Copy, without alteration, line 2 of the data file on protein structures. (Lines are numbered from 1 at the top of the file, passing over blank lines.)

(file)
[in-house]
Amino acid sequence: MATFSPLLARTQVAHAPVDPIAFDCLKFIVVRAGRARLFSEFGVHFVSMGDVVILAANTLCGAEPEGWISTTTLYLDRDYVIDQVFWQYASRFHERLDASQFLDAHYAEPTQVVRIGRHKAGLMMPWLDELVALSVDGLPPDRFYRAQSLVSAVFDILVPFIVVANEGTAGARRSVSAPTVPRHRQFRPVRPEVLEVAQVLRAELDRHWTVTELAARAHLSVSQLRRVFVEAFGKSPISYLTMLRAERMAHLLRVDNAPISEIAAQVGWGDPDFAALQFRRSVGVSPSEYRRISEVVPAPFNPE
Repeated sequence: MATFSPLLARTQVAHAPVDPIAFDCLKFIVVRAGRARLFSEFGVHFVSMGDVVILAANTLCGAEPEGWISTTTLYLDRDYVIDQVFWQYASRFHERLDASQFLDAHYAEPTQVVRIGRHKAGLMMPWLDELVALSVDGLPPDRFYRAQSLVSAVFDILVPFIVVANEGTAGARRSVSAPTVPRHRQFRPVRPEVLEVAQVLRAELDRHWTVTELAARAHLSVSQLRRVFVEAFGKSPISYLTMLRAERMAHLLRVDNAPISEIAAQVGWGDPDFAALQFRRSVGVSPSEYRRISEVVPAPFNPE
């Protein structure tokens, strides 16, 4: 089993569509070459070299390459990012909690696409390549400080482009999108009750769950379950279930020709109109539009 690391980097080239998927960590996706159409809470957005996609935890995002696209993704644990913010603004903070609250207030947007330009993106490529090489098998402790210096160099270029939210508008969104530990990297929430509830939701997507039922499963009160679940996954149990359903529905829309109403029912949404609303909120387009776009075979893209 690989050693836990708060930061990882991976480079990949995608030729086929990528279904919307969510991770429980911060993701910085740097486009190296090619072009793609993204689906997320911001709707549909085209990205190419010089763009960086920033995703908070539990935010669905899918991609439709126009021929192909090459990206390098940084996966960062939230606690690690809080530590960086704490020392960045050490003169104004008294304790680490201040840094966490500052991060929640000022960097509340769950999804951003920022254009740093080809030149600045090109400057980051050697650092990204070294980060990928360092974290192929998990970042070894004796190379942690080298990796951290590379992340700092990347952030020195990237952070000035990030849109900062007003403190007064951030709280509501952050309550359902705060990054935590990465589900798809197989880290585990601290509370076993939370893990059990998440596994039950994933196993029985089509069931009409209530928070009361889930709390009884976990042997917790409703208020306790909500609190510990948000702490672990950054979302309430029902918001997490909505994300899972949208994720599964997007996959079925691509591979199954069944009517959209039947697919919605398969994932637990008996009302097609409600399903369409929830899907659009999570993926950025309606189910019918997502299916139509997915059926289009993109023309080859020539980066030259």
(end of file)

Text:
Amino acid sequence: MATFSPLLARTQVAHAPVDPIAFDCLKFIVVRAGRARLFSEFGVHFVSMGDVVILAANTLCGAEPEGWISTTTLYLDRDYVIDQVFWQYASRFHERLDASQFLDAHYAEPTQVVRIGRHKAGLMMPWLDELVALSVDGLPPDRFYRAQSLVSAVFDILVPFIVVANEGTAGARRSVSAPTVPRHRQFRPVRPEVLEVAQVLRAELDRHWTVTELAARAHLSVSQLRRVFVEAFGKSPISYLTMLRAERMAHLLRVDNAPISEIAAQVGWGDPDFAALQFRRSVGVSPSEYRRISEVVPAPFNPE